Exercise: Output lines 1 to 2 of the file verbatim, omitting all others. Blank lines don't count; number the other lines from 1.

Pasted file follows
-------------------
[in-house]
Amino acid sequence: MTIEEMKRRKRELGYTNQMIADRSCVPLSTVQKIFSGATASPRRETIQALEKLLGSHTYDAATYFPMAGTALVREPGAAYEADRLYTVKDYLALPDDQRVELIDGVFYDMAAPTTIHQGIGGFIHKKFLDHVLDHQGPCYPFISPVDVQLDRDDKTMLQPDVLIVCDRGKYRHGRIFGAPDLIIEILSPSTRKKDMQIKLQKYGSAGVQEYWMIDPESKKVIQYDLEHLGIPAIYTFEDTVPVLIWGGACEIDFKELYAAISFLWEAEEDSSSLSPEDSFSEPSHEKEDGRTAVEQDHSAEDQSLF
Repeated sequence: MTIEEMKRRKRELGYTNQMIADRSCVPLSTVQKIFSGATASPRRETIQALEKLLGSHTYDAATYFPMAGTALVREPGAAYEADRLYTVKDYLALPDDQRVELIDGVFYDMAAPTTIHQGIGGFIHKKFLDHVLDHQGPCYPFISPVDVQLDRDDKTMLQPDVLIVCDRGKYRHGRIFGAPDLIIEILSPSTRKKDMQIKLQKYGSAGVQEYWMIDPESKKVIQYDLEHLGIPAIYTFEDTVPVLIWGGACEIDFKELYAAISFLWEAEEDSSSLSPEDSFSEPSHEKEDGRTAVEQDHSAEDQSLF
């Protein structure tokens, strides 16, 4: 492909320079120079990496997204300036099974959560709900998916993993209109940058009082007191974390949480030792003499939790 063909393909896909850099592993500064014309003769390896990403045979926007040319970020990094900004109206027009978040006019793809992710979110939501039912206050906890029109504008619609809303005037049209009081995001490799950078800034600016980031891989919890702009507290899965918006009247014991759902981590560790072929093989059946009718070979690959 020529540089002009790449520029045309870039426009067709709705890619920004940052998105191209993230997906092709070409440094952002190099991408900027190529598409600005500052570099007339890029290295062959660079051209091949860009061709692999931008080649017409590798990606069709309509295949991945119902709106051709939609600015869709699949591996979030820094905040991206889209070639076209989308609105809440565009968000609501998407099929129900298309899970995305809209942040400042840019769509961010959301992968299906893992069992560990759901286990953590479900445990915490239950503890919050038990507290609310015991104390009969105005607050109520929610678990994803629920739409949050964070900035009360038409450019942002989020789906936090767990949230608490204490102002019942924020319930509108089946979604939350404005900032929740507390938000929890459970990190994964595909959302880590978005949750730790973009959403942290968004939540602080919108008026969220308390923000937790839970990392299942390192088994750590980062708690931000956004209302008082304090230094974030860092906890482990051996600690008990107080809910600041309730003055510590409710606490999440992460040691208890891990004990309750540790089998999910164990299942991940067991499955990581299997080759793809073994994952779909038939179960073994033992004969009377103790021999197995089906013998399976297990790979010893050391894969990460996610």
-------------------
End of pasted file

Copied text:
[in-house]
Amino acid sequence: MTIEEMKRRKRELGYTNQMIADRSCVPLSTVQKIFSGATASPRRETIQALEKLLGSHTYDAATYFPMAGTALVREPGAAYEADRLYTVKDYLALPDDQRVELIDGVFYDMAAPTTIHQGIGGFIHKKFLDHVLDHQGPCYPFISPVDVQLDRDDKTMLQPDVLIVCDRGKYRHGRIFGAPDLIIEILSPSTRKKDMQIKLQKYGSAGVQEYWMIDPESKKVIQYDLEHLGIPAIYTFEDTVPVLIWGGACEIDFKELYAAISFLWEAEEDSSSLSPEDSFSEPSHEKEDGRTAVEQDHSAEDQSLF